"I have started to feel like when I have stuff to explain or report, I want it to be on TV," Rachel Maddow said.
She was speaking to The Huffington Post about her new documentary, "Day of Destruction, Decade of War," which she made with her NBC colleague Richard Engel. Judging from the special, Maddow clearly thought that she had quite a bit of stuff to explain and report.
The three-part documentary, which airs Thursday and Friday nights on MSNBC, is uncommonly long for cable television. It functions as a sort of primer on the expansion of the national security state following 9/11: the explosive growth of the intelligence community, the use of private entities to carry out covert operations and core spying functions, the network of secret (and not-so-secret) military and CIA prisons around the world, the intrusion into everyday American life, the use of torture on detainees and the continued warfare in the Middle East, to name just a few.
"We both felt like there was explanatory work to be done," Maddow said, in a bit of an understatement. "We are structurally different than we were." That, she said, is really the special's overarching thesis: that the country has changed.
Like many, Maddow had followed all of these events closely over the years. Unlike many, she also had cable news time and money to give her take on how the U.S. has responded to 9/11. So she and Engel set about doing just that.
"There are certain things about the way that the country's changed," she said. "Super-empowered local law enforcement, the business of national security, the privatization of so many core military functions, the way that the fear of terrorism...has become a lucrative business, the way that it has become almost an unquestioned goal that counterterrorism and law enforcement should be co-mingled."
All of those things are addressed in the documentary, along with several other strands, including a timely segment on the New York Police Department's huge counterterrorism operations that have recently attracted so much controversy. Maddow said that she and Engel spent most of the last year working on the special -- so much so that it became, essentially, a second job. It was "fun," she said, to figure out which aspects of the documentary each would tackle.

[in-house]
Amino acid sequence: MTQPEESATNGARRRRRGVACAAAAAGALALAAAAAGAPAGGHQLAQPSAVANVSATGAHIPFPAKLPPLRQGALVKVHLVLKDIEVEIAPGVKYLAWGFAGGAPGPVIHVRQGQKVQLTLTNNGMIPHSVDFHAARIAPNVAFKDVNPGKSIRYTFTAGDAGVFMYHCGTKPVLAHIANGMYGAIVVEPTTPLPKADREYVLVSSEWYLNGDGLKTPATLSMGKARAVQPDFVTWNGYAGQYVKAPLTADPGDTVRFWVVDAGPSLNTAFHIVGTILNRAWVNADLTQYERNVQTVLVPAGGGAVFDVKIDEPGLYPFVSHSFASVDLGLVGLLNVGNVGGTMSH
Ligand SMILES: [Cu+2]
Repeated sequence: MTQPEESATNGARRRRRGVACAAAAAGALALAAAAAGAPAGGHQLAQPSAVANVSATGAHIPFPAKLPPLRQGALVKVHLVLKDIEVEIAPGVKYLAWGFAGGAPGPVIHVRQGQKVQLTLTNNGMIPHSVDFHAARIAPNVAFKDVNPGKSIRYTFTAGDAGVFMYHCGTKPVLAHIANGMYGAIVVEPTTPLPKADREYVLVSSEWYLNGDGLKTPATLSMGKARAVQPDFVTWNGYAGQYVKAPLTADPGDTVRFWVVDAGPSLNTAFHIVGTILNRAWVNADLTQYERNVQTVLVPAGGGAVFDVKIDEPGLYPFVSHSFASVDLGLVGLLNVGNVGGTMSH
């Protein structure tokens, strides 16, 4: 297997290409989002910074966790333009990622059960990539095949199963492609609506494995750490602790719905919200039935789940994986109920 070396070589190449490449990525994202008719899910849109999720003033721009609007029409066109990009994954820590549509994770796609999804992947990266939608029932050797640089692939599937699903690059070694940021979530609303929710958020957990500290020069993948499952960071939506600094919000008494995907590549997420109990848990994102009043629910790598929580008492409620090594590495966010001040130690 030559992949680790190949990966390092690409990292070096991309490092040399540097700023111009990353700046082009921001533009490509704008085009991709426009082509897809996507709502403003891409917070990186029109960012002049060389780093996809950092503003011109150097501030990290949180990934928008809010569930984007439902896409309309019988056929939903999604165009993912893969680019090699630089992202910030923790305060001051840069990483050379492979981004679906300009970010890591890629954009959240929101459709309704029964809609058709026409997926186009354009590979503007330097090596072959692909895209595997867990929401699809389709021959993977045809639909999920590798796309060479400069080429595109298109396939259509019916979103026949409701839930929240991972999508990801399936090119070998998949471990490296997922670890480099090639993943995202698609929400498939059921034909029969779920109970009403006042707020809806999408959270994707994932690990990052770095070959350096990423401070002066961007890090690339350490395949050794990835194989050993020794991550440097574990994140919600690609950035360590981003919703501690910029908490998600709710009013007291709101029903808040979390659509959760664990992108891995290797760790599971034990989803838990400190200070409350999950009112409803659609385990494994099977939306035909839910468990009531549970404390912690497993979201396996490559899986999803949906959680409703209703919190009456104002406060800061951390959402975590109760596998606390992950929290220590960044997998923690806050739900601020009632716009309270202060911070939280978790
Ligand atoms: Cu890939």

"It was, 'I know this guy who I can get interviewed,'" she said.
Ultimately, Maddow wound up filming segments on subjects including nuclear terrorism, prisons and torture, government contracting waste and the PATRIOT Act.
She said that her only regret about the documentary is that officials from the Bush administration largely refused to talk to her or Engel. (There are also no officials from the Obama administration, which has continued many Bush-era policies, in the special.)
"The George W. Bush administration was such an important part of this story," Maddow said. She emphasized, though, that she is happy that the special focuses on people who "lived" the issues she discusses. One of these is Malcolm Nance, a former senior Navy official whose still-potent anger at the American torture regime Maddow called "incredibly moving."
One thing that stands out in the documentary is Engel's complete openness about his views. In the past few months, NBC's chief foreign correspondent has proven rather surprisingly willing to share his thoughts about what he sees as the failure of the "war on terror." Engel has gone on both "Meet the Press" and (a little incongruously) "The Tonight Show" and said flatly that he regards American foreign policy as dangerous and misguided, and that the U.S. needs to withdraw from Afghanistan.
In the special, Engel gets even more of a chance to air his views in ways that could prove irresistible for media watchers eager to issue cries of bias. To give just one example, he says that the massive security apparatus that has been built up post-9/11 is dangerous, because political demagoguery makes it "hard to take it away."
In response, Maddow mounted a simple defense of Engel, saying he is speaking from experience, not from any political corner. "Whatever Richard says in the documentary, he has earned the right to make that observation," she said.
Maddow touched on a similar idea when asked to share her personal 9/11 story. Though she has made a documentary about how 9/11 changed the country, Maddow declined to say how it had changed her -- or even what she experienced that day, since she was not living in New York at the time.
"It feels so petty," she said. Instead, Maddow wanted to talk about the notion of popular democracy.
"I am very interested in how connected our political debates in this country are to what our country actually does," she said. "Whenever this country does its own thing regardless of what people want or it does it not caring what people want, it worries me. It shakes me a little bit. We should never feel like our destiny is out of our own hands. I don't want us to feel like the country moves in a way that the people don't decide."
The first part of "Day of Destruction, Decade of War" airs on Thurs., Sept. 1 at 9 PM ET. The second and third parts air on Fri., Sept. 2 from 9-11 PM.
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